When will be able to go out for a family meal like this again?

The Class of Covid-19 

It is clearly stated that the final GCSE and ‘A’ Level grades will carry equal status as those issued in previous or future years. What is not known at this stage is whether potential hiring managers and employers will view results from the “Class of 2020’ any differently. I personally think that whilst in the short term there will be the connection with this year when hiring managers are reviewing CVs this will diminish with time. The main focus should be on ensuring that you can demonstrate you used the downtime wisely (see above).

Under examination 

One useful experience that the ‘Class of 2020’ will be missing out on is that of revision and exams. Of course, they will have had to sit informal exams or mocks but this doesn’t fully replicate the experience of actual exams when there are qualifications at stake.

There are some fortunate people (I am not one!) who are naturally gifted at remembering information. These people never seem to have to spend the hours that mere mortals like me had to on revision. This is why it’s advisable to never compare your revision efforts to that of your friends and colleagues. I provided some advice to my stepson when he was sitting his GCSEs when he seemed to be struggling with the concept of revision; it is certainly an art that can only be developed with experience. It is advisable to have a revision timetable (with breaks) and try to stick to it. Then there is the actual revision process which does vary by student. My preferred approach was rote learning: write notes, then condense these notes further, and further again until it was only a few pages of notes per subject and hopefully some of it stuck. Call me old fashioned but I could never revise (or work for that matter) whilst listening to music.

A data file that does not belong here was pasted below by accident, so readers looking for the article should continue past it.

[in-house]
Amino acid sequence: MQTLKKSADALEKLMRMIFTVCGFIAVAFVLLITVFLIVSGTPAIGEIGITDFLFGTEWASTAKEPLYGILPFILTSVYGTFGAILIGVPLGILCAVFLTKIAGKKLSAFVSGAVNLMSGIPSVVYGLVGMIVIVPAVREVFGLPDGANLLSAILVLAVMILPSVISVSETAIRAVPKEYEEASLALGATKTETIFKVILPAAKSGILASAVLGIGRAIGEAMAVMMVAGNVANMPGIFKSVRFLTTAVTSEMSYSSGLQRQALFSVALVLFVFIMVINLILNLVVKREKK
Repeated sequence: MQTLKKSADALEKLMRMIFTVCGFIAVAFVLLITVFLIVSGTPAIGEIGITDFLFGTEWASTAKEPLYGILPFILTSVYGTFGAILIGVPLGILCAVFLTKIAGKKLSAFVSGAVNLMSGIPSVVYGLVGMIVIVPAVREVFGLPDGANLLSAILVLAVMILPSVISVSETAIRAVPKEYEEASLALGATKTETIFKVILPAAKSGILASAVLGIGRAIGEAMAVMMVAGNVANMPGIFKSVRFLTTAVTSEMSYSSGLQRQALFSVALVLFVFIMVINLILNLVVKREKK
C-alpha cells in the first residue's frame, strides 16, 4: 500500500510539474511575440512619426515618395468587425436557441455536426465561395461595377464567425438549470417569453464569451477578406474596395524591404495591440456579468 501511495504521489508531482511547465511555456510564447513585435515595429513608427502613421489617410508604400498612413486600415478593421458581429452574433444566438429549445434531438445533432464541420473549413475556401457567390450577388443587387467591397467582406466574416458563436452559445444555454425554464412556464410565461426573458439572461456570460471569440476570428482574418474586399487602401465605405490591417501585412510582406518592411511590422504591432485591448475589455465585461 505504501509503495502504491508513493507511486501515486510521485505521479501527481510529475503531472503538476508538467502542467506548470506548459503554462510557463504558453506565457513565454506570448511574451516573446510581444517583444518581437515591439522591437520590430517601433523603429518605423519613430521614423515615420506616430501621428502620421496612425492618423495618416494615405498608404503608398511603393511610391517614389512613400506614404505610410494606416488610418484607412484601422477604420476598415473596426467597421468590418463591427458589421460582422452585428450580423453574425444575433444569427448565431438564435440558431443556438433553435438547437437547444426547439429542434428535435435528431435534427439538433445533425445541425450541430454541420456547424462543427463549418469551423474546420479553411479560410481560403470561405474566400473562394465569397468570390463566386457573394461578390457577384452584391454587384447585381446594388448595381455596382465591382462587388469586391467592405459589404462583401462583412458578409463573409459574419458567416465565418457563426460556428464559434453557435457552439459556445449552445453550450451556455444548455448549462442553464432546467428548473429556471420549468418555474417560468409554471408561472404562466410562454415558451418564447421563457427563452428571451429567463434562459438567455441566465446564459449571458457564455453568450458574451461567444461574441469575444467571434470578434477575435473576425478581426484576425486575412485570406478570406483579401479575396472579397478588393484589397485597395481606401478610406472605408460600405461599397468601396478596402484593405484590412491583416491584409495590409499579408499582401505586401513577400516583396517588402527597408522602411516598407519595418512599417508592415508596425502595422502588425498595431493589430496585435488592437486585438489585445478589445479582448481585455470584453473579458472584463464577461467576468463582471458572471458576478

Then there is the examination itself which teaches core life skills in time management and coping under pressure. I just hope that the ‘Class of 2020’ are not disadvantaged for future studies because they have missed out on a significant opportunity to practice revision and exam techniques.

The Anti-Social Network 

Whilst it is too early to tell what medium-term changes Covid-19 will have on our social fabric it is fair to assume that there may be some impacts on the ‘Class of 2020’ after so much time in isolation away from their friends. Before the global pandemic, technology has allowed friends to engage remotely in ways that weren’t possible when I was a teenager. My worry, particularly post Covid-19 is that remote engagement with people may become the norm rather than the exception. This already manifests itself in my stepson pre Covid-19 who will deliberately go out of his way to avoid any face-to-face social interaction if he can. I am sure that his planned trip to University will help him get over this aversion to human interaction.